Guinness Brewing GB is planning to relaunch its Harp brand as an “Irish lager” with a stronger alcohol content, to compensate for dwindling support from regional brewers.
Presentations have been made to brewers where sales of Harp are strongest, including Wolverhampton & Dudley Breweries, and Greene King in Suffolk.
If Guinness gets sufficient backing from these customers, the Harp relaunch will be supported by an advertising campaign through roster agency Publicis. This will give the brand a “fun, modern” image but play on its Irish heritage for the first time.
Greene King is to stop brewing Harp when it closes one of its breweries later this year, although the company says it will continue to buy Harp from Guinness.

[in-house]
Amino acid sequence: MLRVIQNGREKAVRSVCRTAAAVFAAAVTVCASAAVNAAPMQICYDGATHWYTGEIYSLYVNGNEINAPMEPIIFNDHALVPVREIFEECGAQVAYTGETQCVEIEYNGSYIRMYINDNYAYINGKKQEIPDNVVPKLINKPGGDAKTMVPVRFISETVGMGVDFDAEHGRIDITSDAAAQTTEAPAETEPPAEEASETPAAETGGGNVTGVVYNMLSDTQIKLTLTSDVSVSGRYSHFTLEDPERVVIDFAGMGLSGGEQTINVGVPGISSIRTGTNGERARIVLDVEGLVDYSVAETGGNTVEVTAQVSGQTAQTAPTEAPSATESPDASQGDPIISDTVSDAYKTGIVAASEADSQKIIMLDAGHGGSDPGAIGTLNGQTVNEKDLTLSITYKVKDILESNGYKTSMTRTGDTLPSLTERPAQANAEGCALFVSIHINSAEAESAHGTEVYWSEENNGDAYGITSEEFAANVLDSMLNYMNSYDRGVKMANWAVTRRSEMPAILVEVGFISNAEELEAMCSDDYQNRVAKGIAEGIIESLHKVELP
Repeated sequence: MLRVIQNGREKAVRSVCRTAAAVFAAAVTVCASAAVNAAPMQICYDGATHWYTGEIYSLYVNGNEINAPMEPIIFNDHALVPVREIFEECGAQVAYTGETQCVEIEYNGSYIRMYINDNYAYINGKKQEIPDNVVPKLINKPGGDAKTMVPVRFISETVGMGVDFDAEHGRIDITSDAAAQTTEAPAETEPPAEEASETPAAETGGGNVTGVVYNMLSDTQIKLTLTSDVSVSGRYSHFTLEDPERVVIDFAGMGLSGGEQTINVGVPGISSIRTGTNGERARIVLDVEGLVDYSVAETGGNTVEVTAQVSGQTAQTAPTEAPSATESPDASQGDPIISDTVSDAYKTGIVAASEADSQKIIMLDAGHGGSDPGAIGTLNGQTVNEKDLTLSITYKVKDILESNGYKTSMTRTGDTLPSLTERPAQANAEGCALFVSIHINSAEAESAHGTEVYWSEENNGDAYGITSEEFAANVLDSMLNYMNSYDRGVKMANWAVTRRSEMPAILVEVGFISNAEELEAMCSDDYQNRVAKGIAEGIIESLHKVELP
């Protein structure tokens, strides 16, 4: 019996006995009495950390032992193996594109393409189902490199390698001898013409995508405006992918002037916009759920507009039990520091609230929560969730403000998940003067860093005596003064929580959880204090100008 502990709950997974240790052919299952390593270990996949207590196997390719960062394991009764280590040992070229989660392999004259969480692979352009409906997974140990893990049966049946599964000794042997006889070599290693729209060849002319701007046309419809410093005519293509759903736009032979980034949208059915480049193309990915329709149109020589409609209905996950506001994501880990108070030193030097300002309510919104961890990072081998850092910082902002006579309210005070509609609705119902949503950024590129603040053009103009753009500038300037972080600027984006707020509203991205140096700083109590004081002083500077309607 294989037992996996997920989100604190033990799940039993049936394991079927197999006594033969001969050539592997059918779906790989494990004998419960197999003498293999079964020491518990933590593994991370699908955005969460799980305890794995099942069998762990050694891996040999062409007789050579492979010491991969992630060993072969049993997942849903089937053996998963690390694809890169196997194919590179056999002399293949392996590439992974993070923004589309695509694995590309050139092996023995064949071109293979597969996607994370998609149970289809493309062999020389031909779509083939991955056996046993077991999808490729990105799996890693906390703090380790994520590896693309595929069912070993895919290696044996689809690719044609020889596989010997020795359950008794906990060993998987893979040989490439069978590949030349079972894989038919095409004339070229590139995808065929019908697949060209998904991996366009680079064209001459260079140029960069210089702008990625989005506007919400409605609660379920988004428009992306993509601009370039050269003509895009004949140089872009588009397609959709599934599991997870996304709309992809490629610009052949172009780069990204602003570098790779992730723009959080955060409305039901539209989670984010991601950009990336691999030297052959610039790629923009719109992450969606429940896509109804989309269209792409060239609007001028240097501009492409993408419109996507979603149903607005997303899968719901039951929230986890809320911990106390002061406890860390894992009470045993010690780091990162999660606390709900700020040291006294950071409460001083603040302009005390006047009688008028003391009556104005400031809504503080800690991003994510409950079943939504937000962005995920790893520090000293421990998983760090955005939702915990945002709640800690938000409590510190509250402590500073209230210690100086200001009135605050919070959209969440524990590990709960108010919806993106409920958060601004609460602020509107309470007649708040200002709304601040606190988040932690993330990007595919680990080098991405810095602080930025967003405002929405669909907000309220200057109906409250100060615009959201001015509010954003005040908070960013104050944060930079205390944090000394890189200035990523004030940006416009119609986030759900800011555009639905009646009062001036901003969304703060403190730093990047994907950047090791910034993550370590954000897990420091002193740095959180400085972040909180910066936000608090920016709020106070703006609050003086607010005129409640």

“We are looking to expand the range of lagers we can offer to our customers and to include in the choice the market leaders. Much will depend on the success of the Harp relaunch, but we support Guinness as it supports us,” says a spokesman.
W&D Breweries marketing director Paul Gilham says he has no plans to delist Harp or stop brewing it: “We would not do anything that would be in contravention of existing agreements.”
Guinness is looking at renaming and repackaging its first black lager, called Strang, which is on test in Manchester, after research showed the name was unpopular.